A brief story, told at the dire risk of appearing to fashionably equate my own issues with those of others who have been in the news lately.
One of the nice things about working in the north part of downtown and living south of downtown is that, while lunch options are somewhat limited, you get on your southbound afternoon bus before the main slog of Nicollet Mall. This means that you’ll generally get a window seat, and you have the privileged luxury of seeing other people standing in the aisles and making desperate facial expressions as some refuse to move back or otherwise rearrange themselves in a humane and ethical way.
Always move back!
Anywho… this particular day, I boarded by the Central Library and took my window seat in the back half of the bus behind a relatively average-looking fellow on a southbound 17 a little after 5:00 PM and poked away at my phone as my people are wont to do.
A stop later, people start pouring in, and a woman (later important) takes the aisle seat next to me. The fellow in front of me is sitting in the window seat and has a small bag on his aisle seat. Another relatively average-looking fellow boards the bus, behind the woman who sat next to me, and to the shock of this nouveau Minnesotan writer, politely asked the gentleman if he could move his small bag so he could sit down. It was at this point that things began to deteriorate!
Sitting man would not yield. An exchange continued for approximately ten seconds, at which point it become apparent that the sitting man was probably not entirely well. He demanded space for his legs. Some people further back on the bus made a motion for the standing man to come sit on one of the seats further back, and after a few more seconds of argument, he obliged.
Shortly after, the man loudly revealed to no one in particular that he didn’t want anyone sitting next to him because he “was not a faggot.” He repeated this line of reasoning some number of times and moved to sit himself in the aisle seat, his small bag moved to the window seat. He continued to talk as he was shifting, and the woman next to me began to raise objections to his language, telling him to be quiet, etc., and the conversation continued in a way that I felt the need to chime in that, while he “was not a faggot,” I in fact was…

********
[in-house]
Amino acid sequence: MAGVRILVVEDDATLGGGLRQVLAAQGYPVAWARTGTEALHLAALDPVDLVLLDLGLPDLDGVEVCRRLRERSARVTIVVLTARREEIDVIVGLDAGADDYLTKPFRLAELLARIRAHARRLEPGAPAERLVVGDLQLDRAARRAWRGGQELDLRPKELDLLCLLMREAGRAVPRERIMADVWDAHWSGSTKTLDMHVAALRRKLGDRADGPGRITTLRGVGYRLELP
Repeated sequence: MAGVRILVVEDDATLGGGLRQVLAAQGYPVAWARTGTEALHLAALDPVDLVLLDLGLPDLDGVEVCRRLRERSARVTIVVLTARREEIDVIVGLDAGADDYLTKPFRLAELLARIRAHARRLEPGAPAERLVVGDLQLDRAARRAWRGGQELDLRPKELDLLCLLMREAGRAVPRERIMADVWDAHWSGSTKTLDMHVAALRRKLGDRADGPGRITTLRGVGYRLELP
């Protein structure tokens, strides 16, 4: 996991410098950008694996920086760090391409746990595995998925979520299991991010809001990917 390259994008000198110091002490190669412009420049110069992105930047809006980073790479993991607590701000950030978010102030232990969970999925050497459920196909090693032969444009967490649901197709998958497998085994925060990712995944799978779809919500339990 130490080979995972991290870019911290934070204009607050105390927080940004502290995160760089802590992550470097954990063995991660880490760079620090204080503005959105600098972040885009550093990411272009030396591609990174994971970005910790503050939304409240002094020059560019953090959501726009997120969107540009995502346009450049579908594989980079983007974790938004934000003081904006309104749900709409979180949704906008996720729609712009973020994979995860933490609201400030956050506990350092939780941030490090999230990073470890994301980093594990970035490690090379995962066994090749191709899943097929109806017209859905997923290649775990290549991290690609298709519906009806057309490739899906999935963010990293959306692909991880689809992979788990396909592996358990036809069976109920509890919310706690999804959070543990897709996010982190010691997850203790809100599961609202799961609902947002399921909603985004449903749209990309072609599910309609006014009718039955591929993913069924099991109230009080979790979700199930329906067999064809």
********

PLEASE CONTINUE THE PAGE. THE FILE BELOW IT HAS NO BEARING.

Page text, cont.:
(an observation that, having witnessed these types of things in the past, it’s always some lady who yells at the person to shut the hell up. So, point, those ladies)
… He continued loudly talking (I guess at me?) about faggots and even brought the mafia into it, ostensibly unaware that my grandpa is Sicilian. Perhaps fully considering the implications of angering a member of a powerful imaginary mafia family, he did move into the window seat, with his bag, and at the next stop, a person, unaware of the struggle to free her seat, sat in her seat.
And! To be very clear! I am fine. And I do not mean to mock assumed mental illness. This is not meant to be a terrible Thought Catalog thinkpiece about the pained life of an otherwise privileged twentysomething middle class American. Unpleasant experiences can happen in all sorts of locations to all sorts of people–ten feet away, on the sidewalk, on Nicollet Mall, for example. Or in a gas station parking lot in Elk River. Or wherever.
But you’re in a unique position there, on the back of the crowded bus. There are all kinds of stressors and personal schedules and power dynamics that you don’t often come across. You literally rub elbows with many types of people. Checking some date stamps on some text messages for reference, this incident took place in the span of about twelve minutes, from, say, 6th and Nicollet Mall to I-94 and Nicollet Avenue where I got off. About eleven blocks! On Saturday, I left Northeast Minneapolis with a friend and his car at 4:45 PM, set out for the Rosedale AMC, and we managed to catch the last three previews before a movie that started at 5:00 PM.
Perhaps, if there had not been 20 people standing in the aisle between the back of the bus and the driver, it would have been possible to alert the driver to what was going on and have the situation dealt with. But there were 20 people! In winter coats, carrying their groceries and their work bags and lunch boxes. Probably a stroller in there. Certainly on a bus in front of and behind another bus. We were stuck on a cattlecar, just like the tens of thousands of other Minnesotans taking local bus transit in Downtown Minneapolis, burgeoning focal point of our sexy world-class community-based metropolitan area.
In other news, Northstar riders got to ride for free last week.